**First-class functions/Use numbers analogously**

You are encouraged to solve this task according to the task description, using any language you may know.

In First-class functions, a language is showing how its manipulation of functions is similar to its manipulation of other types.

This tasks aim is to compare and contrast a language's implementation of first class functions, with its normal handling of numbers.

Write a program to create an ordered collection of a mixture of literally typed and expressions producing a real number, together with another ordered collection of their multiplicative inverses. Try and use the following pseudo-code to generate the numbers for the ordered collections:

x = 2.0 xi = 0.5 y = 4.0 yi = 0.25 z = x + y zi = 1.0 / ( x + y )

Create a function *multiplier*, that given two numbers as arguments returns a function that when called with one argument, returns the result of multiplying the two arguments to the call to multiplier that created it and the argument in the call:

new_function = multiplier(n1,n2) # where new_function(m) returns the result of n1 * n2 * m

Applying the multiplier of a number and its inverse from the two ordered collections of numbers in pairs, show that the result in each case is one.

**Compare and contrast the resultant program with the corresponding entry in First-class functions.** They should be close.

To paraphrase the task description: Do what was done before, but with numbers rather than functions

## Contents

- 1 Ada
- 2 ALGOL 68
- 3 Axiom
- 4 BBC BASIC
- 5 C#
- 6 Clojure
- 7 Common Lisp
- 8 D
- 9 E
- 10 Erlang
- 11 Factor
- 12 Fantom
- 13 Go
- 14 Groovy
- 15 Haskell
- 16 Icon and Unicon
- 17 J
- 18 jq
- 19 Kotlin
- 20 Lua
- 21 Mathematica / Wolfram Language
- 22 Nemerle
- 23 OCaml
- 24 Oforth
- 25 Oz
- 26 PARI/GP
- 27 Perl
- 28 Perl 6
- 29 Phix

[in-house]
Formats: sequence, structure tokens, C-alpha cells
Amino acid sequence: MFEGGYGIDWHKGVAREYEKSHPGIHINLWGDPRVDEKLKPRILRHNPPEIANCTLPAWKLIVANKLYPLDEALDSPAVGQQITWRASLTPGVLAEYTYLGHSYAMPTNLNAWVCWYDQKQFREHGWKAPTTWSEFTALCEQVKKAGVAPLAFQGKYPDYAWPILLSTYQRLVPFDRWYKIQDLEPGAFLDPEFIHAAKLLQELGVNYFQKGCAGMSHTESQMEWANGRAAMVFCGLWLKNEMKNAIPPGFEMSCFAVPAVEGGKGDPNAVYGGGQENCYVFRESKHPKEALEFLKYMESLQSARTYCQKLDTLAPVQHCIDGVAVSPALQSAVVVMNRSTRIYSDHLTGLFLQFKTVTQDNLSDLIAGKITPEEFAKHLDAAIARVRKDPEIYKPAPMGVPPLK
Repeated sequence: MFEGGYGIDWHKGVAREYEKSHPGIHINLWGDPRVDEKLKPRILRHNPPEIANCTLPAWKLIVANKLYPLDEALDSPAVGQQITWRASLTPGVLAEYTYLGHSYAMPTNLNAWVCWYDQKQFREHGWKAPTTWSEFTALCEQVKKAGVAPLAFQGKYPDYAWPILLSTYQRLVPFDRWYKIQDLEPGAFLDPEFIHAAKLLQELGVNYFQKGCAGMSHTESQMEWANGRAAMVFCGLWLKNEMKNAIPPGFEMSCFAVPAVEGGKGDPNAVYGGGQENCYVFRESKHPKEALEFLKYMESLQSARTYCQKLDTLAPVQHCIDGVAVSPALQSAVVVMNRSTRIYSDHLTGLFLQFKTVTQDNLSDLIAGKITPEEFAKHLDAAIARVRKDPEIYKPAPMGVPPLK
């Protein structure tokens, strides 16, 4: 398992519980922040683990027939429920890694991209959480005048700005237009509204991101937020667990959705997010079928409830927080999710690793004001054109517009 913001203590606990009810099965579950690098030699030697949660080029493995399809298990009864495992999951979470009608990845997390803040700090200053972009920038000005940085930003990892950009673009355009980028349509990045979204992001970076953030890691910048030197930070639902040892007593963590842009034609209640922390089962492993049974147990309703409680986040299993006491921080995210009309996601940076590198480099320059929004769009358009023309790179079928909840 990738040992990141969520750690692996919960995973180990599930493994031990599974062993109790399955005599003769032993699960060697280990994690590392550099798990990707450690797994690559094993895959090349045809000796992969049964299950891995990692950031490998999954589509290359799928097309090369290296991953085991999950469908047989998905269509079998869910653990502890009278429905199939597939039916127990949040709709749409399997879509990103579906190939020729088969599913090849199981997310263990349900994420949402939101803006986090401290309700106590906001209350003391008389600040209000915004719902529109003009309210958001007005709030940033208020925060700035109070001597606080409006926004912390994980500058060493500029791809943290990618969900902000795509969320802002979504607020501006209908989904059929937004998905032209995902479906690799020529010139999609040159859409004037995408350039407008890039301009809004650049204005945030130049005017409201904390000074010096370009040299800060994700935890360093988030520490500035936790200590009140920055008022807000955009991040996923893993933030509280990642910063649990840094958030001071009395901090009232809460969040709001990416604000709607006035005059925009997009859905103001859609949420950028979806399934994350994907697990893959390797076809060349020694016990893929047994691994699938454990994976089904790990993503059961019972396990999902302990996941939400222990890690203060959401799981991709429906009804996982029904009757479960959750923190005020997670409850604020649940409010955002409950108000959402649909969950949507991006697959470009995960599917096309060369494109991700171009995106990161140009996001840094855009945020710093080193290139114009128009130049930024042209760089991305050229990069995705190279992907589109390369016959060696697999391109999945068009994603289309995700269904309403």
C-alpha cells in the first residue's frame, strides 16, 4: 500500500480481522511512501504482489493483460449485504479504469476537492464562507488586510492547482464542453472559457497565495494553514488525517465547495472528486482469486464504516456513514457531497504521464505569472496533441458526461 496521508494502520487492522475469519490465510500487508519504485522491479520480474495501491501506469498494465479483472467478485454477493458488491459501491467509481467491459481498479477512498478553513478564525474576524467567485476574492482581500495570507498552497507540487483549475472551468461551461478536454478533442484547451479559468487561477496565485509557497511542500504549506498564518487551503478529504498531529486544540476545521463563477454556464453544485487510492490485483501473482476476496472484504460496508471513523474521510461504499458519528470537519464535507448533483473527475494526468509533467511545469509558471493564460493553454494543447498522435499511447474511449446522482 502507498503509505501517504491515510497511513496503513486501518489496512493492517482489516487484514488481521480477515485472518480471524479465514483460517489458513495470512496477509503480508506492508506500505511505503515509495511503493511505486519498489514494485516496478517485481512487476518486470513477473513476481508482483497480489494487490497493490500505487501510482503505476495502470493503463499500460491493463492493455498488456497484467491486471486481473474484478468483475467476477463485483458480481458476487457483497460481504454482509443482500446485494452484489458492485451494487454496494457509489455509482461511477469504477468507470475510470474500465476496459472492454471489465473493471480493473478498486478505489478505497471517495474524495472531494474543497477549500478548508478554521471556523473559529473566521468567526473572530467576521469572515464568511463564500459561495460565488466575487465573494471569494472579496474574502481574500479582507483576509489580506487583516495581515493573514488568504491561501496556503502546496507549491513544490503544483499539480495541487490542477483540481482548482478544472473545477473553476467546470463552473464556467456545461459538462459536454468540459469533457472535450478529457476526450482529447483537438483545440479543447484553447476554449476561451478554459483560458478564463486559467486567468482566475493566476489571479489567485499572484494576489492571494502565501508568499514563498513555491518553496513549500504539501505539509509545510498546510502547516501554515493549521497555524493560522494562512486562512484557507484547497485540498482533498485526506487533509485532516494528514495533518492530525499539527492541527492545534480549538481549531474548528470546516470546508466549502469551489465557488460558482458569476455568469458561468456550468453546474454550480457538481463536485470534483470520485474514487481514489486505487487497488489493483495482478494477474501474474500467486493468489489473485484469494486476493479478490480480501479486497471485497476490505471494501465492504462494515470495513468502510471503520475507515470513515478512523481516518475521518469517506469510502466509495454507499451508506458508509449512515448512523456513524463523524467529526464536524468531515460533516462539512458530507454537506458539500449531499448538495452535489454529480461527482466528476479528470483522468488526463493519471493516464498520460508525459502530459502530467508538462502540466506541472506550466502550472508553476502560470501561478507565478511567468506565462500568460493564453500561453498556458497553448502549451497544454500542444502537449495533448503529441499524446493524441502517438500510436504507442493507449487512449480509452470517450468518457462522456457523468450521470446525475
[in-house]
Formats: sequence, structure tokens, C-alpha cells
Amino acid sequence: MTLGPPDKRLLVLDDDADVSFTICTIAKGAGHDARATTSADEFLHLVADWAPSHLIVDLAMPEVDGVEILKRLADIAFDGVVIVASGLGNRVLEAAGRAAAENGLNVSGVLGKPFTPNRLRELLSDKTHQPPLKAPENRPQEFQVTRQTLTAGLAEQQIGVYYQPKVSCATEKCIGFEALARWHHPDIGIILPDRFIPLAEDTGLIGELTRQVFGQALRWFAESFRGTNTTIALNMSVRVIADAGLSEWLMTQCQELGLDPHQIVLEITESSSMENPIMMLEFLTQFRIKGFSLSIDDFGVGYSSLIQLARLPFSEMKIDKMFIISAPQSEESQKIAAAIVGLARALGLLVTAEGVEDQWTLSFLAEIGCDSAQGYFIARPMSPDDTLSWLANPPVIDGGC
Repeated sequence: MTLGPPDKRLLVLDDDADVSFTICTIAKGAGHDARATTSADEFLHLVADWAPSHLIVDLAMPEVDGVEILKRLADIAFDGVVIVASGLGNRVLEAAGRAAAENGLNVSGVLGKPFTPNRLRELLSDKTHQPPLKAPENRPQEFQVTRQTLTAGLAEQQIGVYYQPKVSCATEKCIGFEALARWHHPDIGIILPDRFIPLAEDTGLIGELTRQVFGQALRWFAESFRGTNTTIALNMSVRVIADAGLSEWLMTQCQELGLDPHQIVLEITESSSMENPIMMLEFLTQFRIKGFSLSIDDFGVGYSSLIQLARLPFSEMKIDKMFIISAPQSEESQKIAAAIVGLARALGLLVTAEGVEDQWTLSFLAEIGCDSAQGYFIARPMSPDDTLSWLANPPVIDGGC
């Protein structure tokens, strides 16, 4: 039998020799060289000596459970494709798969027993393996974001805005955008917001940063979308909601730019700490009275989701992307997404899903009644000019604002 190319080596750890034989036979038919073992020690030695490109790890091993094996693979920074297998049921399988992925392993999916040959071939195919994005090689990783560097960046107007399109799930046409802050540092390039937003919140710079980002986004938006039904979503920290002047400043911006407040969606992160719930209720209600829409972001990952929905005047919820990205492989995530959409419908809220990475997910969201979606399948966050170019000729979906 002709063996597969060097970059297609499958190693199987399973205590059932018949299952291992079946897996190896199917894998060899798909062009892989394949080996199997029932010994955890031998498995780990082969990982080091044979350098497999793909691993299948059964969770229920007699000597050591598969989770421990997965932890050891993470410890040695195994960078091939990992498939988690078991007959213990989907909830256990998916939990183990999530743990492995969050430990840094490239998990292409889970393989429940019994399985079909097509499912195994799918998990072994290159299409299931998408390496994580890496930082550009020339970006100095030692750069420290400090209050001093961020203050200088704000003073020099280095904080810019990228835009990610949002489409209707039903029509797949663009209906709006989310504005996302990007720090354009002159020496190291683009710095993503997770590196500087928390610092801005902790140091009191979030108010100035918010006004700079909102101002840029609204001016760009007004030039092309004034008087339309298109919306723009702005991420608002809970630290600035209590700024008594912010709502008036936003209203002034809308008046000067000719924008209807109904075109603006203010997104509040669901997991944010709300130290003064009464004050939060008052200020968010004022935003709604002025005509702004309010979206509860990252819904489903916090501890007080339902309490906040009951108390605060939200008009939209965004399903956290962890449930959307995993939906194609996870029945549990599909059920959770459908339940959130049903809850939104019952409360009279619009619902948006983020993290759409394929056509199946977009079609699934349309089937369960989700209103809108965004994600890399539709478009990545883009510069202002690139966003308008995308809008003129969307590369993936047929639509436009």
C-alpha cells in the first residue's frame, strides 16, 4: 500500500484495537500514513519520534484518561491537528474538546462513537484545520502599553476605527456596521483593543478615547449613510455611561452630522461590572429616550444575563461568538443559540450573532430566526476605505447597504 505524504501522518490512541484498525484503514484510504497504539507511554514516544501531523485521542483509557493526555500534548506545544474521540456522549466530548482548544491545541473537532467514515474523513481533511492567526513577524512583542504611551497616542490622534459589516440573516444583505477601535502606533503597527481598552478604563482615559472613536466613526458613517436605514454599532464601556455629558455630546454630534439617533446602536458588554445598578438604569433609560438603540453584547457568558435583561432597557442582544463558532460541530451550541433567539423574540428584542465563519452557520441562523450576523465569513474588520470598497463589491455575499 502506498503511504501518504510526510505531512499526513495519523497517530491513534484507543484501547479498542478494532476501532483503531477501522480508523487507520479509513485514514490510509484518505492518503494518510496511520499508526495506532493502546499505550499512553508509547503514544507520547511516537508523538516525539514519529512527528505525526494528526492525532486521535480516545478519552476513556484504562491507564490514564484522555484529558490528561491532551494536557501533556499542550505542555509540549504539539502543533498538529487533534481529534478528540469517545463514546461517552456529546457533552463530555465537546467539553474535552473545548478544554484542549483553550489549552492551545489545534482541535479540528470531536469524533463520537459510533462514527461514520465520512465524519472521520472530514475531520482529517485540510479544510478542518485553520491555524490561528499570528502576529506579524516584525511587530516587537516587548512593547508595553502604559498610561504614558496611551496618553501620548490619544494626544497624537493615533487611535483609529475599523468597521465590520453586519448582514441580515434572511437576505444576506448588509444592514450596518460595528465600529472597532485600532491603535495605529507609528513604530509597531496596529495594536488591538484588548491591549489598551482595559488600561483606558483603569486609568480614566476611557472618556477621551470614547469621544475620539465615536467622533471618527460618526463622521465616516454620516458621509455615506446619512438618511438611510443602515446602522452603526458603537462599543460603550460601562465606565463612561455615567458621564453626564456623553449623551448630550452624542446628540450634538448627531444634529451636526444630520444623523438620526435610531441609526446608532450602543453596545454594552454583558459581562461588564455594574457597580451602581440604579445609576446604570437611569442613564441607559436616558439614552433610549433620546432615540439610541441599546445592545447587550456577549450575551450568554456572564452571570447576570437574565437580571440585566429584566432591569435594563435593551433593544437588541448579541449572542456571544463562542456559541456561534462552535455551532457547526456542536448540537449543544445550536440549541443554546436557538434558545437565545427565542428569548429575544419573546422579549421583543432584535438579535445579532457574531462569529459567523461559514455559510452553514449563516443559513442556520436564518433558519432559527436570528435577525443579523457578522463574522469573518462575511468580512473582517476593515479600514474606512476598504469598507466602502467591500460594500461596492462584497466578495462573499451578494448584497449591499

- 30 PicoLisp
- 31 Python
- 32 R
- 33 Racket
- 34 Ruby
- 35 Rust
- 36 Scala
- 37 Scheme
- 38 Sidef
- 39 Slate
- 40 Tcl
- 41 Ursala
- 42 zkl

## Ada

with Ada.Text_IO;

procedure Firstclass is

generic

n1, n2 : Float;

function Multiplier (m : Float) return Float;

function Multiplier (m : Float) return Float is

begin

return n1 * n2 * m;

end Multiplier;

num, inv : array (1 .. 3) of Float;

begin

num := (2.0, 4.0, 6.0);

inv := (1.0/2.0, 1.0/4.0, 1.0/6.0);

for i in num'Range loop

declare

function new_function is new Multiplier (num (i), inv (i));

begin

Ada.Text_IO.Put_Line (Float'Image (new_function (0.5)));

end;

end loop;

end Firstclass;

- Output:

5.00000E-01 5.00000E-01 5.00000E-01

## ALGOL 68

Note: Standard ALGOL 68's scoping rules forbids exporting a **proc**[edure] (or **format**) out of it's scope (closure). Hence this specimen will run on ELLA ALGOL 68, but is non-standard. For a discussion of first-class functions in ALGOL 68 consult "The Making of Algol 68" - C.H.A. Koster (1993).

REAL

x := 2,

xi := 0.5,

y := 4,

yi := 0.25,

z := x + y,

zi := 1 / ( x + y );

MODE F = PROC(REAL)REAL;

PROC multiplier = (REAL n1, n2)F: ((REAL m)REAL: n1 * n2 * m);

# Numbers as members of collections #

[]REAL num list = (x, y, z),

inv num list = (xi, yi, zi);

# Apply numbers from list #

FOR key TO UPB num list DO

REAL n = num list[key],

inv n = inv num list[key];

print ((multiplier(inv n, n)(.5), new line))

OD

Output:

+.500000000000000e +0 +.500000000000000e +0 +.500000000000000e +0

Comparing and contrasting with the First Class Functions example:

As noted above, in order to do what is required by this task and the First Class Functions task, extensions to Algol 68 must be used.

The First Class Functions example uses C. H. Lindsey's partial parameterization extension to Algol 68 which implemented in Algol 68G but not in algol68toc. This example uses an alternative (technically, invalid Algol 68 as the author notes) accepted by algol68toc but not Algol 68G.

## Axiom

(x,xi,y,yi) := (2.0,0.5,4.0,0.25)Output:

(z,zi) := (x+y,1/(x+y))

(numbers,invers) := ([x,y,z],[xi,yi,zi])

multiplier(a:Float,b:Float):(Float->Float) == (m +-> a*b*m)

[multiplier(number,inver) 0.5 for number in numbers for inver in invers]

[0.5,0.5,0.5]

Type: List(Float)

We can also curry functions, possibly with function composition, with the same output as before:

mult(n:Float):(Float->Float) == curryLeft(*$Float,n)$MAPPKG3(Float,Float,Float)

[mult(number*inver) 0.5 for number in numbers for inver in invers]

[(mult(number)*mult(inver)) 0.5 for number in numbers for inver in invers]

Using the Spad code in First-class functions#Axiom, this can be done more economically using:

(map(mult,numbers)*map(mult,invers)) 0.5

For comparison, First-class functions#Axiom gave: